Getting to the Bottom of Crowded Hallways


Maia Adeoye, Staff

Like all high schools, CHS has crowded hallways. The hallways and the state they are in affect everyone from teachers to students. Why are crowds such a problem at CHS?

According to the BCPS website, “High school overcrowding is expected to peak in the next decade.” As the number of students grow, the hallways, classrooms and buses get more and more crowded.

What does the county plan to do? There are 7 scenarios.

Scenario 1: Use Existing Seats prioritizes use of existing capacity at comprehensive schools that are projected to have less enrollment than their school’s State Rated Capacity (SRC), but only to a degree.

Scenario 2: Use Existing Seats Aggressively minimizes the cost of increasing capacity through new construction (replacements or additions) by fully using existing school capacity at schools with less enrollment than their school’s State Rated Capacity (SRC).

Scenario 3: Just Build It minimizes boundary changes by building additional capacity through additions to schools that are projected to be over 110% capacity.

Scenario 4: Magnets on the Move uses a strategy of moving programs, such as ESOL and magnet programs, from schools that are projected to be over 110% capacity to schools that are projected to have less enrollment than their school’s State Rated Capacity (SRC).

Scenario 5: Toward “Optimal” School Size prioritizes a maximum school capacity of 1,700 for schools that are receiving additions or replacement schools to increase their capacity. Existing schools whose capacity currently exceeds 1700 would not be subject to capacity reductions.

Scenario 6: Building Magnets prioritizes countywide equity in access to Magnet programs and quality of magnet facilities by increasing magnet schools’ capacity countywide through replacement schools.

Scenario 7: The FY2019 Capital Plan prioritizes the FY2019 capital plan, which will relocate up to 2,027 students and add up to 3,311 seats in high schools.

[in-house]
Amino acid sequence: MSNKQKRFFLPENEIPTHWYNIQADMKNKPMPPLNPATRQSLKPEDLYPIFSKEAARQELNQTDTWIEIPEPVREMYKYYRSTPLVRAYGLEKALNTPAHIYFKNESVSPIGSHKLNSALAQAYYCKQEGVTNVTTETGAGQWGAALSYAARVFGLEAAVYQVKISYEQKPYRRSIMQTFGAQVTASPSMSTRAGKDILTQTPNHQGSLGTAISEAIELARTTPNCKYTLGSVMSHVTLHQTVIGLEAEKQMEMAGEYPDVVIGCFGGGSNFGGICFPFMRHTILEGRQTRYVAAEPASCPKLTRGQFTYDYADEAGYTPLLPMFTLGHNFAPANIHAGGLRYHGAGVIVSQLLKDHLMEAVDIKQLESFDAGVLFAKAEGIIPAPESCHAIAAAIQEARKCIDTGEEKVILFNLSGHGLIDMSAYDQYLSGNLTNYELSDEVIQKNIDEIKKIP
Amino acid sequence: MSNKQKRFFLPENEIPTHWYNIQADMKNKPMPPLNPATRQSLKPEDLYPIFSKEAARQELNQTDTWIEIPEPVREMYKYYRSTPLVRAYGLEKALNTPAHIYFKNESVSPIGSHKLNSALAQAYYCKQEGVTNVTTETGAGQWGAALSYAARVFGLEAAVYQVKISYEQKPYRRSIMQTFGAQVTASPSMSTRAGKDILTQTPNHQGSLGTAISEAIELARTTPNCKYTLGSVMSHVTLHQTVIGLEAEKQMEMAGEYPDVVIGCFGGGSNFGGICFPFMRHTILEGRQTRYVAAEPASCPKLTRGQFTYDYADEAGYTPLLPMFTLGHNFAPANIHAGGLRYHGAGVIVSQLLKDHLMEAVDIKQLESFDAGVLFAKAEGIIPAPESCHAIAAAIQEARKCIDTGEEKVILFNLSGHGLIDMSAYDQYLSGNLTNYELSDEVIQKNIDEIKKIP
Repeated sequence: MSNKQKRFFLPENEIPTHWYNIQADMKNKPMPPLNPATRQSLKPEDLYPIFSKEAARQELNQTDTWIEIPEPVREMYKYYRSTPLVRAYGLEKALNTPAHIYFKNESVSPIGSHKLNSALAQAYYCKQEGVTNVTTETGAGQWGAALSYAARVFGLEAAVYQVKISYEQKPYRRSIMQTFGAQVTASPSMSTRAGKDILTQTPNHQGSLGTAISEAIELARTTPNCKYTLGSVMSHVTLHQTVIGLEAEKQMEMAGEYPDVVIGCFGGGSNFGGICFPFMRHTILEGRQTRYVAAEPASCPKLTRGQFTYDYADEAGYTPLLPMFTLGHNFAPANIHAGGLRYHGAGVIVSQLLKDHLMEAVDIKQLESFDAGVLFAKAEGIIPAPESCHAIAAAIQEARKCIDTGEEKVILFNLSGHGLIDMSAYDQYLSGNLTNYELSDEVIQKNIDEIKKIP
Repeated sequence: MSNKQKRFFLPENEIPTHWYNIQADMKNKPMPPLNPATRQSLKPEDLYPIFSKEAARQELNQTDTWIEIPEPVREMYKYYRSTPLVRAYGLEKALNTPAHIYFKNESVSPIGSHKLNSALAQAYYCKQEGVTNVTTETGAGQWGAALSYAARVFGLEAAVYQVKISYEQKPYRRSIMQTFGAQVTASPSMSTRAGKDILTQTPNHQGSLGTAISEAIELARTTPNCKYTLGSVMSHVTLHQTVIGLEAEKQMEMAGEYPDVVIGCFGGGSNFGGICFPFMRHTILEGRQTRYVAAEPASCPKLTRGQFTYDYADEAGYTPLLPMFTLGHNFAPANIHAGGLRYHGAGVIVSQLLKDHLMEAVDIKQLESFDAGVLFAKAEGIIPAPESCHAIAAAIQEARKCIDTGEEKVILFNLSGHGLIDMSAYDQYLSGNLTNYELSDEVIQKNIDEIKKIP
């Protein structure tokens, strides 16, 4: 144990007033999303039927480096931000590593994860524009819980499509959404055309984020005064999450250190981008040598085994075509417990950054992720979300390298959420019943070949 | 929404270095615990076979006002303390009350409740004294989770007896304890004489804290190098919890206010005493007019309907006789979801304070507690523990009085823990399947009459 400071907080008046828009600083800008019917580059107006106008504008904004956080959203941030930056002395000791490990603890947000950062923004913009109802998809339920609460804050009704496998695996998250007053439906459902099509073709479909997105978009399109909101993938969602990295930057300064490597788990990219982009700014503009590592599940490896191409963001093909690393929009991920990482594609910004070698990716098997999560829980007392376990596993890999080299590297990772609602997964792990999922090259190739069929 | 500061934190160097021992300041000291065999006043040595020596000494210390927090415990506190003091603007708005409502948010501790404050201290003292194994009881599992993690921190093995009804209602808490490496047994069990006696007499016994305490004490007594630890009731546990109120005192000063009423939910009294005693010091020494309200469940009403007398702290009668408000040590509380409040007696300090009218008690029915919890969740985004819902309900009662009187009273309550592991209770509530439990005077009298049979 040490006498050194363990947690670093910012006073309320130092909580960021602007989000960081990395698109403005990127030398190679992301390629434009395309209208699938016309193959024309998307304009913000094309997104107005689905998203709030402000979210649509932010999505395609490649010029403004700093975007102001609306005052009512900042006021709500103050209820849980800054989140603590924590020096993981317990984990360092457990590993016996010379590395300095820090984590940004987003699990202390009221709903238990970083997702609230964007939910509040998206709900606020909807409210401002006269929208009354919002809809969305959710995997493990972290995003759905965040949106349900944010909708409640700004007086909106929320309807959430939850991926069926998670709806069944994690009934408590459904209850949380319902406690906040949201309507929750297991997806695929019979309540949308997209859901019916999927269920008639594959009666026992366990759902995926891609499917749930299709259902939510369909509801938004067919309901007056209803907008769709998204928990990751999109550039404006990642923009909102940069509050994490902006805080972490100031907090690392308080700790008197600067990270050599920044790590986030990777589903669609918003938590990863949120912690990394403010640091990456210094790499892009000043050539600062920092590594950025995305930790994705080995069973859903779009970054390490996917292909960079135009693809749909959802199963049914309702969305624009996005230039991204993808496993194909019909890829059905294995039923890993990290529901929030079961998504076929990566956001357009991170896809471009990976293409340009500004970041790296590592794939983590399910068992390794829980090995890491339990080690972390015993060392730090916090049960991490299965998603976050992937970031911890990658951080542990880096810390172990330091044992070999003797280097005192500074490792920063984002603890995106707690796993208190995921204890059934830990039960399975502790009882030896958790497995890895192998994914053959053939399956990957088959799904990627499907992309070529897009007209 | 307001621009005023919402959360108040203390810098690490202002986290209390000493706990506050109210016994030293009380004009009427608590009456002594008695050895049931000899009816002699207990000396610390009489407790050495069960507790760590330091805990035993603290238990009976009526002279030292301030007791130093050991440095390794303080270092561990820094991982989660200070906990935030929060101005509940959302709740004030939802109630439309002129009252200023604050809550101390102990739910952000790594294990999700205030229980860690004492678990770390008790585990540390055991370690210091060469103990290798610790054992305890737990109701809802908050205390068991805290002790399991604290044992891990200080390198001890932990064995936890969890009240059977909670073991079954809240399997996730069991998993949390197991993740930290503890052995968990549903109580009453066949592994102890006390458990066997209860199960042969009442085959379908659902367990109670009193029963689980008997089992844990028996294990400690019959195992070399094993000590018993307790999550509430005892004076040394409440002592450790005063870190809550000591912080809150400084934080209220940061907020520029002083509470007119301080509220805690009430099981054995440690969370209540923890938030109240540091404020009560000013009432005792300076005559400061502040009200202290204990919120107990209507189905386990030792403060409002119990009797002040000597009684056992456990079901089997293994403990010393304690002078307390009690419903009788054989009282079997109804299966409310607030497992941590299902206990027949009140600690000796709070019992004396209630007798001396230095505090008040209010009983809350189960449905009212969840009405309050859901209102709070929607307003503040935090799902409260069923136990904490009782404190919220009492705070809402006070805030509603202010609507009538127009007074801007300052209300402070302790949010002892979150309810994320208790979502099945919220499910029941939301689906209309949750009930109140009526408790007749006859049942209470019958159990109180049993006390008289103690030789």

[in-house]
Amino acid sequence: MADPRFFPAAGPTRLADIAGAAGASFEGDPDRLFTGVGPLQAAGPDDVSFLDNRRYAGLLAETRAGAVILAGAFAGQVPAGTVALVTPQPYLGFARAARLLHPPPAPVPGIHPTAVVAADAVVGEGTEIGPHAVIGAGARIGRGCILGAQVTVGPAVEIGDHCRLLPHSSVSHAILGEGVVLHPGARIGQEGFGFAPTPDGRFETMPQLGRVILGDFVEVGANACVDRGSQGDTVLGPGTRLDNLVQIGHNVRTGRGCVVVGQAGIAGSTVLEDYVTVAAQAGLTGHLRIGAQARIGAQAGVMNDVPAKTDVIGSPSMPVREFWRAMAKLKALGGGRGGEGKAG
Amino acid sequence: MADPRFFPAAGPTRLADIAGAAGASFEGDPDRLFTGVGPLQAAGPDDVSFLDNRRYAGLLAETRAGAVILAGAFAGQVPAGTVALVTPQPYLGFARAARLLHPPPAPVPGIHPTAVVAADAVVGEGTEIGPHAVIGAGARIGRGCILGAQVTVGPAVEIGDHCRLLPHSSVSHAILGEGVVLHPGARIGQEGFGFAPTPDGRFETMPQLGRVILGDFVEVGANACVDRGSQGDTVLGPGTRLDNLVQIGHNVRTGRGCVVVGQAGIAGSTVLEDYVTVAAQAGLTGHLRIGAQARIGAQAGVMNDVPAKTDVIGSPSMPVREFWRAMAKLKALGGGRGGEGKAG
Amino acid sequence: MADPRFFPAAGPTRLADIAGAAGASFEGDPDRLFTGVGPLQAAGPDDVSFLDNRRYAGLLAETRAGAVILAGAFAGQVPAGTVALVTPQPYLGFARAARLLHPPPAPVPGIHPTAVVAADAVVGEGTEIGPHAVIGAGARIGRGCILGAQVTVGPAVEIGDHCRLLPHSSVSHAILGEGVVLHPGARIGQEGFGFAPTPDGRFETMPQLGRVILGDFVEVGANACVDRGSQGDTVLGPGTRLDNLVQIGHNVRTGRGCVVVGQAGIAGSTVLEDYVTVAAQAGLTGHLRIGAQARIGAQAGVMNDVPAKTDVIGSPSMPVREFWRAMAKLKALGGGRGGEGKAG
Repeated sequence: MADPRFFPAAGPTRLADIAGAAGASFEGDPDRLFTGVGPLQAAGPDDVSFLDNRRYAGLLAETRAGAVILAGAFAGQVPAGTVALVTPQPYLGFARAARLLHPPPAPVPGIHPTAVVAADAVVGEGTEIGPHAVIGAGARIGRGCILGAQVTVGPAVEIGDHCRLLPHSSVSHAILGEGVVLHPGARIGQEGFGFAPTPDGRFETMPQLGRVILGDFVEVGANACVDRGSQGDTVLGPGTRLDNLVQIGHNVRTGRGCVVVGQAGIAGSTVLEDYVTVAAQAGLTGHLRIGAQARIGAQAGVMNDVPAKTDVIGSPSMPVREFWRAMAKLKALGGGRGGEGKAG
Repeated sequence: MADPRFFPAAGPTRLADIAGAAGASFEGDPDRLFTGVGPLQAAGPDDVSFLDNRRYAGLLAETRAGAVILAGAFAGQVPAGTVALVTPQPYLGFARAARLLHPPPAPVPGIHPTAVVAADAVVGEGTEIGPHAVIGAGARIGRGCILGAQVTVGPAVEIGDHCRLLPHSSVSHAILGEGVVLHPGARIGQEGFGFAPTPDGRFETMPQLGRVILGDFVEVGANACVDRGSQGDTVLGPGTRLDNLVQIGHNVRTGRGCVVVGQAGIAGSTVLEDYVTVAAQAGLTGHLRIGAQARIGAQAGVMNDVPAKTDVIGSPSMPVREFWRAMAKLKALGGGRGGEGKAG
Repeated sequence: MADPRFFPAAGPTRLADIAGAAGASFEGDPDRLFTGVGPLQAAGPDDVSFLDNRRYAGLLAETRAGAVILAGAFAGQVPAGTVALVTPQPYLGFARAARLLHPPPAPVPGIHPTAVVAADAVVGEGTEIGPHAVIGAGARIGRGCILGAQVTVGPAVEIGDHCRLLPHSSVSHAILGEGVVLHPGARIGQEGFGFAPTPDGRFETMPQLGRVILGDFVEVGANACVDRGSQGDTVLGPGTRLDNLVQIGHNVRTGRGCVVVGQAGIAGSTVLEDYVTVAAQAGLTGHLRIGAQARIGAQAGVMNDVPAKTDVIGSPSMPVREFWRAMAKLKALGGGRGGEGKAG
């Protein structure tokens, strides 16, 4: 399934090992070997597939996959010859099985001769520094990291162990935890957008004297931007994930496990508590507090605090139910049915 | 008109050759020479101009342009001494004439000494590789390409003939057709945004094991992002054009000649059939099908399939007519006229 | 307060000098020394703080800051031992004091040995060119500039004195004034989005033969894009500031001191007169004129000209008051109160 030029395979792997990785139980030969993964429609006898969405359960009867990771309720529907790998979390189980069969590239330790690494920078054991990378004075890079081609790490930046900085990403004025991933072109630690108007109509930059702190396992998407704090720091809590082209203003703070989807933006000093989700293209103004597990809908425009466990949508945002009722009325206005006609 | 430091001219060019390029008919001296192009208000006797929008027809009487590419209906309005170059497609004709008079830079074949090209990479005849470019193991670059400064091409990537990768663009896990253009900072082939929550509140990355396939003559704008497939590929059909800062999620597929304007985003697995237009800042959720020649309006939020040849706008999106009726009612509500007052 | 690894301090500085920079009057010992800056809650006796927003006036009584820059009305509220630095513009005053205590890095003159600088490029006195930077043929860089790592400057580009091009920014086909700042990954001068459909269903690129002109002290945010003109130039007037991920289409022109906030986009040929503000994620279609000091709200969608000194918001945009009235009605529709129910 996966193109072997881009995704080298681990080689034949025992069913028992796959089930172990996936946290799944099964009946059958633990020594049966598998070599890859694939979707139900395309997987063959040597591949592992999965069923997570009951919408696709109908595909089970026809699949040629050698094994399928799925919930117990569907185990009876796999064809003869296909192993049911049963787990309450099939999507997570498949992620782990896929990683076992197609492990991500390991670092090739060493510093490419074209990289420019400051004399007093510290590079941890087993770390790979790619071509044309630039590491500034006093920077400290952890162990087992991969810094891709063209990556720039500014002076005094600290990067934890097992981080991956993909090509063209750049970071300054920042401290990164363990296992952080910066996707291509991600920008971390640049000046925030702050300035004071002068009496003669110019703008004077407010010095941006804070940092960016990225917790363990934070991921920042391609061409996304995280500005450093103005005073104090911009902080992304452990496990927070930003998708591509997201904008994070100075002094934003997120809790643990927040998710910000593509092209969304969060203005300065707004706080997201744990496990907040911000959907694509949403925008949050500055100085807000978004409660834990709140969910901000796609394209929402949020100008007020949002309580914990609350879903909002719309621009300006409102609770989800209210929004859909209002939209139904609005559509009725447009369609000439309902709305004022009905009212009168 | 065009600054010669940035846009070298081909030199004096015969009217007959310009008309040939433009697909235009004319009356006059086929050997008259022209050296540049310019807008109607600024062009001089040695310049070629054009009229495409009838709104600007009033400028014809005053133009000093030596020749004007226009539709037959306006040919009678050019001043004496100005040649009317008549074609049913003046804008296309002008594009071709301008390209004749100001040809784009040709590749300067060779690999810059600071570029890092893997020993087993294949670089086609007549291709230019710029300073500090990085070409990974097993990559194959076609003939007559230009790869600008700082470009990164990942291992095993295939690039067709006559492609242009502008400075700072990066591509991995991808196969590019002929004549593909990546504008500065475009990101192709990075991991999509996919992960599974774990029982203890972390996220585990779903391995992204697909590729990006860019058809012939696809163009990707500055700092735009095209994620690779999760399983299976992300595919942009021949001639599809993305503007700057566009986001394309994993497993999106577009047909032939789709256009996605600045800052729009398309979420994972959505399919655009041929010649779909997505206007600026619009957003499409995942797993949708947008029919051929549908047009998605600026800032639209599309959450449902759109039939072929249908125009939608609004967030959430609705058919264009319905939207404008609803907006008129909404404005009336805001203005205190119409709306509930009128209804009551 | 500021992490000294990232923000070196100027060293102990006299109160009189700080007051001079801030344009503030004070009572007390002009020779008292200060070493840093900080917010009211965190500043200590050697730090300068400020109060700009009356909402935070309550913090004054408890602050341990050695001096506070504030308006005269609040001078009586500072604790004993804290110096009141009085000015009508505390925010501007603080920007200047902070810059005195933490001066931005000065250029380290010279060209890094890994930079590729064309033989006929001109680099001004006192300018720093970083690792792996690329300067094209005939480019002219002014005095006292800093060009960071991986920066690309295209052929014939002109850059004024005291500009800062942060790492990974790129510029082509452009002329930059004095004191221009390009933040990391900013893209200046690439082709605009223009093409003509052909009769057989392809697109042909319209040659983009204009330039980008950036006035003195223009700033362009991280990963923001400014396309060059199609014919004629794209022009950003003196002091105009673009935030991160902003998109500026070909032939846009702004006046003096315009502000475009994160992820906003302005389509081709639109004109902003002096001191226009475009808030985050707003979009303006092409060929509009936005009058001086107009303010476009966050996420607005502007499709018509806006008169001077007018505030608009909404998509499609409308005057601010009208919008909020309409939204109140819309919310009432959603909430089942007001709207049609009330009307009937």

According to the study, the county would have to spend hundreds of millions of dollars to fix the high school crowding problem. There are seven proposals, ranging in cost from $275 million to more than $600 million. The less expensive scenarios aggressively use redistricting to move students from crowded high schools to ones with more room.

What does this have to do with crowded hallways? An overcrowded school results in crowding everywhere. CHS already has approximately 50 students over this year’s predicted enrollment of 1801, and all-time high, and that number is still growing as new students enroll through first quarter.

A study was conducted across BCPS, asking not just about overcrowding at CHS, but also at schools across the county. Students and teachers were asked which scenarios they thought would work best for the overcrowding issue. Scenario 7, the FY2019 capital plan, had the most support from voters. Many felt that having a system that added additions to overcrowded schools and relocated students to lessen the issue of overcrowding would be best than just relocating students alone.

According to the FY2019 capital plan, Catonsville High school would be subject to boundary changes. Scenarios 4 and 6 had 0 votes. The people asked about 4 and 6 said that moving magnet programs or building more magnet would add more schools but wouldn’t be beneficial to students who cannot go to magnet schools. These scenarios would not affect CHS’ overcrowding problem directly.